THE JAPAN TIMES, July 27, 2004

Know the law
As terror fears cause crackdown, foreign residents should know their legal rights

(Click here to read the brief this article came from, with full Japanese text of laws and referential links.)

Courtesy http://www.japantimes.co.jp/cgi-bin/getarticle.pl5?fl20040727zg.htm

PHOTO: A Police officer stands guard at Shinbashi station in Tokyo
in March. More police have been deployed in train stations and
transport hubs as fears of a terrorist attack increase.

You might have noticed the dragnet in Japan these days.

Law enforcement's crackdown on foreigners (bolstered by official
declarations on the subject, including yesterday's speeches by
Emperor Akihito on rising crime and international terrorism and Prime
Minister Junichiro Koizumi on the growing threat of foreign crime
has resulted in a lot more people being stopped on the street for
identity checks.

After all, the current logic runs, who knows how many foreigners
have overstayed their visas? Best to check anyone foreign-looking
just to make sure.

However, "Quis Custodiet Ipsos Custodes?" asks the responsible
society, and Japan is no exception. What's to stop the authorities
from going too far? Japanese laws, of course. And readers who are
Japan residents should be aware of them.

What should you do if somebody asks for your ID?
Your "ID" is essentially your "Gaijin Card," since that is the only
form of identification all foreign residents by law must carry.

When asked, say that only the police can demand it. Anyone else,
such as a hotelier, a video store clerk, a JR staff member, etc.,

Check this out: Alien Registration Law: ("Gaikokujin Touroku Hou")
Article 13; Clause 2: "The alien shall present his registration
certificate to the Immigration Inspector, Immigration Control Officer
(meaning the Immigration Control Officer provided for in the
Immigration Control Act), Police Official, Maritime Safety Official
or any other official of the state or local public entity prescribed
by the Ministry of Justice Ordinance, if such official requests the
presentation of the registration certificate in the performance of
his duties."

This means only those officials certified by the Ministry of Justice
can demand it.

Still, some companies refuse foreigners service unless they display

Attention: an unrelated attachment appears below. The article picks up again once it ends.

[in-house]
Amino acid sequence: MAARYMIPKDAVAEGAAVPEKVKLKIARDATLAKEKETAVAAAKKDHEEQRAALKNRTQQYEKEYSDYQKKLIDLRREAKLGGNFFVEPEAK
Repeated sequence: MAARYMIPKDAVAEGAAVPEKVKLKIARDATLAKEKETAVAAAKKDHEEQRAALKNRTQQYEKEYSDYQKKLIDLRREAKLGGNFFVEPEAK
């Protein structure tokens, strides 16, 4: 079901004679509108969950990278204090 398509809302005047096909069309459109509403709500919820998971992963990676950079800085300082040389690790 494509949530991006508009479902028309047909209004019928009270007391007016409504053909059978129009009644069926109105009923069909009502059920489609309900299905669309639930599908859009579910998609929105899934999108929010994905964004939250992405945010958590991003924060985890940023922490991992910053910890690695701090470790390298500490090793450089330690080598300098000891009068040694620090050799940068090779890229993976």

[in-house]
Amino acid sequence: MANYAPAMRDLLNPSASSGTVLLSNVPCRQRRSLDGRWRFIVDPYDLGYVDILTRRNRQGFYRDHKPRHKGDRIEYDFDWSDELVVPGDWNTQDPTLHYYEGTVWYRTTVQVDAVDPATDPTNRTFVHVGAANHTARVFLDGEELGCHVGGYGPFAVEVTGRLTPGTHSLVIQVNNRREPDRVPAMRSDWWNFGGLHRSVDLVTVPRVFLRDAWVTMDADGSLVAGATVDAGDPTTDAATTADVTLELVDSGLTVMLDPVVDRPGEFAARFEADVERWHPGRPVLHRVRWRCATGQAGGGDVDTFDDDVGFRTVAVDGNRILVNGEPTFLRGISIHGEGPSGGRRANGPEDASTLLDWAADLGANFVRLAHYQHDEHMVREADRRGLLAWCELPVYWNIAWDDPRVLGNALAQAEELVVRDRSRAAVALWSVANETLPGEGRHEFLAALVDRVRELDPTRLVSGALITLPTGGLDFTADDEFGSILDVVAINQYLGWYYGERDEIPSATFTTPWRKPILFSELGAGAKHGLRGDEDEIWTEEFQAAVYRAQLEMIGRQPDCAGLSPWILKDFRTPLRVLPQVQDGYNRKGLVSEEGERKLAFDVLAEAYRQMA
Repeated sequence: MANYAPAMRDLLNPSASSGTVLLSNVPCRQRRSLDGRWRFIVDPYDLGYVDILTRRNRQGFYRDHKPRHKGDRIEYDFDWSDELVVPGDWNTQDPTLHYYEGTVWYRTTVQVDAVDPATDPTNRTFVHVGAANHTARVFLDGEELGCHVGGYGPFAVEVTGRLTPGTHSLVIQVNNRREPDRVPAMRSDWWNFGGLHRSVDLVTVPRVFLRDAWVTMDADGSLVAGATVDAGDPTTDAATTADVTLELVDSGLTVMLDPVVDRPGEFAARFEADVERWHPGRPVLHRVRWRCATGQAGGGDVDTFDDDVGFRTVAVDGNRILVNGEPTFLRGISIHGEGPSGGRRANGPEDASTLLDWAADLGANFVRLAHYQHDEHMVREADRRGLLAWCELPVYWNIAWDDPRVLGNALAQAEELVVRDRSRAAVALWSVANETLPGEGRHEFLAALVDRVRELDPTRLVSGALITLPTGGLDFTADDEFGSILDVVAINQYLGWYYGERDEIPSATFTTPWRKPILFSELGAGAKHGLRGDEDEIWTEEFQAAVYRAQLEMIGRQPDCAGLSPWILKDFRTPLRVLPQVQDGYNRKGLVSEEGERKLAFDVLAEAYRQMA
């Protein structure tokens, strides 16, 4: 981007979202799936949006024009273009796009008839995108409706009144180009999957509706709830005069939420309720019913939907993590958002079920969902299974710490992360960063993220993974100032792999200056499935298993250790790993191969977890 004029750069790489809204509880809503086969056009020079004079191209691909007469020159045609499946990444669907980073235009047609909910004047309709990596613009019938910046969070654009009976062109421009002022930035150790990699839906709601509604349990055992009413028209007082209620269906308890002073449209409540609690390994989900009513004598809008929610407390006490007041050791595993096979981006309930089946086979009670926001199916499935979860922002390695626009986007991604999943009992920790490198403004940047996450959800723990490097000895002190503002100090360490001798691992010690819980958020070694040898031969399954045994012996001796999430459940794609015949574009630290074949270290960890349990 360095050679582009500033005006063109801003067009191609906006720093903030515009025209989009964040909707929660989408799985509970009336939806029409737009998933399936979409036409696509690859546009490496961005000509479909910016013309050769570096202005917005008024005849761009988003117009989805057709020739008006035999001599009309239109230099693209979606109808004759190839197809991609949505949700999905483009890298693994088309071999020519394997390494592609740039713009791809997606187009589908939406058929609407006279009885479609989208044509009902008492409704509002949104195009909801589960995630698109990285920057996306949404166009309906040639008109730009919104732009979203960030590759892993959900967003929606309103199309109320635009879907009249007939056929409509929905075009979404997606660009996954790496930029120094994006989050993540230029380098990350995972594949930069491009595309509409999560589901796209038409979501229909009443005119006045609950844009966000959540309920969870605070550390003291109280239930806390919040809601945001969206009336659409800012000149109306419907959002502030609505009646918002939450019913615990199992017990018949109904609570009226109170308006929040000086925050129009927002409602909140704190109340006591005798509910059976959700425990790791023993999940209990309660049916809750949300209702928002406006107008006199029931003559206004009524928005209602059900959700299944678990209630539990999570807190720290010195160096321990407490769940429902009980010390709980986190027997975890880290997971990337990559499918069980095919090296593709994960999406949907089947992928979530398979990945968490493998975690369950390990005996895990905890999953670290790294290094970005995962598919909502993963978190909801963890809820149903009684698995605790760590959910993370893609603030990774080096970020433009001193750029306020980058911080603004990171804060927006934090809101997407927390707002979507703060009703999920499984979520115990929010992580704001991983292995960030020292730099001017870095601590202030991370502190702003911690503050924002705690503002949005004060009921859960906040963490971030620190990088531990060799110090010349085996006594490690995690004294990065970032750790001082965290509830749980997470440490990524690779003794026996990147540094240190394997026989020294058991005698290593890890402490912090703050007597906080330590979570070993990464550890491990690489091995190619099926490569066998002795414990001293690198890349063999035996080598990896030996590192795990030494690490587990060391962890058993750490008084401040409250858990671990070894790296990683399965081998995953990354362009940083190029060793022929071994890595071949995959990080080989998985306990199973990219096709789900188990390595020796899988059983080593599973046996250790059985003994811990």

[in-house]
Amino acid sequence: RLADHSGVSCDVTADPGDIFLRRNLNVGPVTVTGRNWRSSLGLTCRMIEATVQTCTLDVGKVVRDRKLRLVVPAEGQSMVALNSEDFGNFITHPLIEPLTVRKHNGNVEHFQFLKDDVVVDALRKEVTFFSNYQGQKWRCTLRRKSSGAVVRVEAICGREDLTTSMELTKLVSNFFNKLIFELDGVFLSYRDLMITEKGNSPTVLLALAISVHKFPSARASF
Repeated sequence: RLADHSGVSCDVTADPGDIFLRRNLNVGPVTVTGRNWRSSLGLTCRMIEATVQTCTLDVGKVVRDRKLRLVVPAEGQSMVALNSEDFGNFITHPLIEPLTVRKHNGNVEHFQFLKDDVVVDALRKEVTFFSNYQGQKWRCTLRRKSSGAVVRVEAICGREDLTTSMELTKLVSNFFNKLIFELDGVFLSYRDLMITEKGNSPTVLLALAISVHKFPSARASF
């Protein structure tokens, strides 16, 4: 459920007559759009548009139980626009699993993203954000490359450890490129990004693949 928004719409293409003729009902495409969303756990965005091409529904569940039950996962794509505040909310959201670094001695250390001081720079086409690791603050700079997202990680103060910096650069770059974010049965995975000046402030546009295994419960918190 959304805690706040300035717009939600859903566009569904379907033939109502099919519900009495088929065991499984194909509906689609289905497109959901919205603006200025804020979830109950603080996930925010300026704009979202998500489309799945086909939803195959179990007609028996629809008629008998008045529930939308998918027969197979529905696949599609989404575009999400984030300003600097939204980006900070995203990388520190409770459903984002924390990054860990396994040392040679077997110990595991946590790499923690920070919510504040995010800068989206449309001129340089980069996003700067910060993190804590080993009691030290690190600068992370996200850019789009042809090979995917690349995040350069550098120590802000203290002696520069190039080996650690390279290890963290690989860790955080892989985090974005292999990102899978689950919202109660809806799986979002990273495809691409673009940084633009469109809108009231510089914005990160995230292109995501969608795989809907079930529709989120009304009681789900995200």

their passport or Gaijin Card. Why? In many cases, such as Shinjuku
sports clubs, the police are asking them to help find overstayers.

Deputizing the business community is authority overstepped, and at
variance with the law. So show them the above law, and ask to be
allowed to display the same ID as any other Japanese customer.

What if the police ask for your ID?
Ask for a reason why.

Under Police Execution of Duties Act ("Keisatsukan Shokumu Shikkou
Hou"); Section 2 (my translation), Clause Two: "A police officer is
able to ask for a person's ID, but only if based on a reasonable
judgment of a situation, where the policeman sees some strange
conduct and some crime is being committed, or else he has enough
reason to suspect that a person will commit or has committed a crime,
or else when it has been officially determined that a particular
person knows a crime will be committed.

In these cases, a police officer may stop a person for questioning."

You cannot just arbitrarily come up to a person and ask him who he
is. There must be a "specific crime" or "suspicion of a crime"

The act of being a foreigner in itself is insufficient probable
cause, and you should calmly let a cop know that.

However, if a cop knows his laws (and chances are he will), he might
assert (incorrectly) that the Police Execution of Duties Act does not
apply to foreigners. The Alien Registration Law (Clause 2 above)
trumps it.

Or he might just come up with a reason, such as "crime prevention,"
for stopping you on your bicycle. What then?

Well, sorry, you will have to show your ID.

But still there is a check. You can also ask the cop to show his ID back. How?

The Alien Registration Law; Section 13, Clause 3: "In case the
official mentioned in the preceding paragraph requests the
presentation of the registration certificate in a place other than
his office, he shall carry with him the identification card showing
his official status and present it upon request."

So make the request. Once presented, I recommend you, again calmly,
write down the cop's details. He will do the same for you, of course,
but holding a cop personally accountable might give him a little
incentive to treat you responsibly.

Note the loophole. The cop only has to show I.D. if he stops you on
the street, or anywhere other than the police box. So to avoid
showing you his ID . . .

A cop may try to take you to a police box.

They cannot do so against your will, unless they formally arrest
("taihosuru") you.

Under the Police Execution of Duties Law; Article 2 (my
translation), Clause Two: "It is possible to ask a particular person